Mayor Bill de Blasio signed 11 bills last week to combat sexual harassment in the workplace in both the private and public sector with support from Queens’ delegates, other elected officials throughout the city and first lady Chirlane McCray.
One of the bills signed on May 9 was Intro 613-A, the first solo piece of legislation introduced by City Councilwoman Adrienne Adams (D-Jamaica). Intro 613-A requires all city agencies and the offices of the mayor, borough presidents, comptroller and public advocate to assess workplace risk factors associated with sexual harassment as identified by the Equal Employment Opportunity Commission Select Task Force on the harassment in the workplace, according to the mayor’s office.
The bill was created to help agencies better develop responsive strategies to tackle sexual harassment in the workplace.
“Every person, whether they work in government or private industry, should be able to do their jobs without fear of being sexually harassed,” Adams said. “We now know that sexual harassment in the workplace is so prevalent that we need to take active measures to stop it before it begins which is why I am joining my colleagues to bring attention to this important issue.”
Intro 693, another bill that was signed by the mayor, was sponsored by City Councilman Jimmy Van Bramer (D-Sunnyside).
Van Bramer’s bill stipulates that contractors and subcontractors that apply for city contracts include their employment practices, policies and procedures as they relate to preventing and addressing sexual harassment an employment report.
“This new law requires that organizations seeking to do business with or receive funding from the city provide details of their practices, policies and procedures as they relate to preventing and addressing sexual harassment,” Van Bramer said.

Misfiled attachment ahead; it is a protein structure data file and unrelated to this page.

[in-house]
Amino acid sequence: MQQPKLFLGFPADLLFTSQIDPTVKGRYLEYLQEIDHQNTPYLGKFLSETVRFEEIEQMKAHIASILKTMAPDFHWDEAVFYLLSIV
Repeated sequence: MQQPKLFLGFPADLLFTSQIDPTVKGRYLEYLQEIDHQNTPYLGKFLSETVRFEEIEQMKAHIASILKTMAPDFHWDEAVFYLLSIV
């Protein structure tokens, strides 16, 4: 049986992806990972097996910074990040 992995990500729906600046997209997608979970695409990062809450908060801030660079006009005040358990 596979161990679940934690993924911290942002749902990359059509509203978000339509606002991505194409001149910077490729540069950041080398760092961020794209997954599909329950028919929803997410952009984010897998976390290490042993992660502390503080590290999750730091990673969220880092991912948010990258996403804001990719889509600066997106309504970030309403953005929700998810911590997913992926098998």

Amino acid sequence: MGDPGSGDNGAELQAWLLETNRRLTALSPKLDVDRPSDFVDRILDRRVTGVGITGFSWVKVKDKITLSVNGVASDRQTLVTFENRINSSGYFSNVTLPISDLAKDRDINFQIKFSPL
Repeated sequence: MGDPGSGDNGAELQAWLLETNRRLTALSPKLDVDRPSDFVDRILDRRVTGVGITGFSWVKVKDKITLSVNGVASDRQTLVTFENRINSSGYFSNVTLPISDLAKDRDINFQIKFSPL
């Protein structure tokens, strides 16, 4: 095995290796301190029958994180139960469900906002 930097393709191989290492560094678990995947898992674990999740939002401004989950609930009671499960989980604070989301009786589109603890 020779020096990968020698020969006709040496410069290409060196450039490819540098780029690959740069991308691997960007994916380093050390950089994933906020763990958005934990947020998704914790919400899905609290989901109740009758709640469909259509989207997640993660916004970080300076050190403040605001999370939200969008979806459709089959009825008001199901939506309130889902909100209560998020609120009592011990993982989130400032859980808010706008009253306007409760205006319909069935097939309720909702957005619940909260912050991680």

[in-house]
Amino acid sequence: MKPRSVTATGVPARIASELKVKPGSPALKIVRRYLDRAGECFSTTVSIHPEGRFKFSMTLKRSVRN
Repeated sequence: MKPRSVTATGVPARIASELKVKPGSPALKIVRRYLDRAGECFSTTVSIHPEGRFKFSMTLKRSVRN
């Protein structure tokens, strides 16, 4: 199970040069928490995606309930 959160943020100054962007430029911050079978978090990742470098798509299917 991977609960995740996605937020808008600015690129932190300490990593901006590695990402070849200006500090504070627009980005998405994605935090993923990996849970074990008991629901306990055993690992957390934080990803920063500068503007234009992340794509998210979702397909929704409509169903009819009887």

Among the bills, Intros 612-A and 632-A require anti-sexual harassment trainings for city agencies, the offices of the mayor, borough presidents, comptroller and public advocate, and asks that employers with 15 or more employees conduct annual anti-sexual harassment training for all employees, according to the mayor’s office.
Intros 664-A and 653-A are requesting reports from city agencies and the offices of the top city officials after they conduct office surveys to assess general awareness and knowledge of the city’s EEO and harassment policies, in addition to accounts of workplace sexual harassment to the Department of Citywide Administrative Services.
Intros 657-A, 660-A and 663-A expand sexual harassment protections under the New York City Human Rights Law by applying provisions related to gender-based discrimination to all employers, regardless of the number of employees, by including sexual harassment as a form of discrimination that can be eliminated and prevented, and by increasing the statue of limitations for filing harassment claims based on unwelcome conduct from one to three years from when the alleged harassment occurred.
The remaining two bills were Intros 614-A and 630-A, which ensure New Yorkers know their rights by making sure employers and the city’s Commission on Human Rights post their resources on sexual harassment on their websites and explain that sexual harassment is unlawful.
“When women step forward with a grievance, it is the employer’s responsibility to listen and take appropriate action,” said McCray. “With this new package of bills, New York City is holding all employers accountable for what they do when employees come forward to report sexual harassment in the workplace.”
Reach reporter Naeisha Rose by e-mail at nrose
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